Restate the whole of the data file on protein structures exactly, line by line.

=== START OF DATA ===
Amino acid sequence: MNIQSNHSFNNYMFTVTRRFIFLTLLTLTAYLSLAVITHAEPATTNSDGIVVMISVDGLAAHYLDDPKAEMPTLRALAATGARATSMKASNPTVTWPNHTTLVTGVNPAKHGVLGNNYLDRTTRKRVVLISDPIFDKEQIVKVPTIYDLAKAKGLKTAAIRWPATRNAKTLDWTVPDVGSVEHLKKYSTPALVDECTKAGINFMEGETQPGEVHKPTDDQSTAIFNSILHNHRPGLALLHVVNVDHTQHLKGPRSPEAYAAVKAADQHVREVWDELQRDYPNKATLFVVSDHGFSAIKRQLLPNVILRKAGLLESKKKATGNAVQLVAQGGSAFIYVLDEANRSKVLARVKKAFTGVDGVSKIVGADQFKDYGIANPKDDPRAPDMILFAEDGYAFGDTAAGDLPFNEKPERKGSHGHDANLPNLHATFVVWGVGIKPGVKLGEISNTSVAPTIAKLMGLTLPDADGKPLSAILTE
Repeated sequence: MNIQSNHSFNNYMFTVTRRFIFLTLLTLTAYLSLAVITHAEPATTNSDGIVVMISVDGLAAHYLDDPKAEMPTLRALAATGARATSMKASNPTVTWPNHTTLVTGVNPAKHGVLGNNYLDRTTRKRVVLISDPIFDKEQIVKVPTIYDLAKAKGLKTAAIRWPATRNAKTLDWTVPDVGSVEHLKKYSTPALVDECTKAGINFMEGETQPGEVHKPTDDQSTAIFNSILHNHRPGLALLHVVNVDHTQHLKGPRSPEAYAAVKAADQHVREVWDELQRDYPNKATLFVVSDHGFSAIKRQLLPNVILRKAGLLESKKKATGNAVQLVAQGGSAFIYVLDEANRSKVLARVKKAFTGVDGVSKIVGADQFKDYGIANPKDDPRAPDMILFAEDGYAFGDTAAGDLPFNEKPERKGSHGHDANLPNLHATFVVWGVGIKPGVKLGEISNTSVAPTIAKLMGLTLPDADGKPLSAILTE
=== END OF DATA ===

Amino acid sequence: MNIQSNHSFNNYMFTVTRRFIFLTLLTLTAYLSLAVITHAEPATTNSDGIVVMISVDGLAAHYLDDPKAEMPTLRALAATGARATSMKASNPTVTWPNHTTLVTGVNPAKHGVLGNNYLDRTTRKRVVLISDPIFDKEQIVKVPTIYDLAKAKGLKTAAIRWPATRNAKTLDWTVPDVGSVEHLKKYSTPALVDECTKAGINFMEGETQPGEVHKPTDDQSTAIFNSILHNHRPGLALLHVVNVDHTQHLKGPRSPEAYAAVKAADQHVREVWDELQRDYPNKATLFVVSDHGFSAIKRQLLPNVILRKAGLLESKKKATGNAVQLVAQGGSAFIYVLDEANRSKVLARVKKAFTGVDGVSKIVGADQFKDYGIANPKDDPRAPDMILFAEDGYAFGDTAAGDLPFNEKPERKGSHGHDANLPNLHATFVVWGVGIKPGVKLGEISNTSVAPTIAKLMGLTLPDADGKPLSAILTE
Repeated sequence: MNIQSNHSFNNYMFTVTRRFIFLTLLTLTAYLSLAVITHAEPATTNSDGIVVMISVDGLAAHYLDDPKAEMPTLRALAATGARATSMKASNPTVTWPNHTTLVTGVNPAKHGVLGNNYLDRTTRKRVVLISDPIFDKEQIVKVPTIYDLAKAKGLKTAAIRWPATRNAKTLDWTVPDVGSVEHLKKYSTPALVDECTKAGINFMEGETQPGEVHKPTDDQSTAIFNSILHNHRPGLALLHVVNVDHTQHLKGPRSPEAYAAVKAADQHVREVWDELQRDYPNKATLFVVSDHGFSAIKRQLLPNVILRKAGLLESKKKATGNAVQLVAQGGSAFIYVLDEANRSKVLARVKKAFTGVDGVSKIVGADQFKDYGIANPKDDPRAPDMILFAEDGYAFGDTAAGDLPFNEKPERKGSHGHDANLPNLHATFVVWGVGIKPGVKLGEISNTSVAPTIAKLMGLTLPDADGKPLSAILTE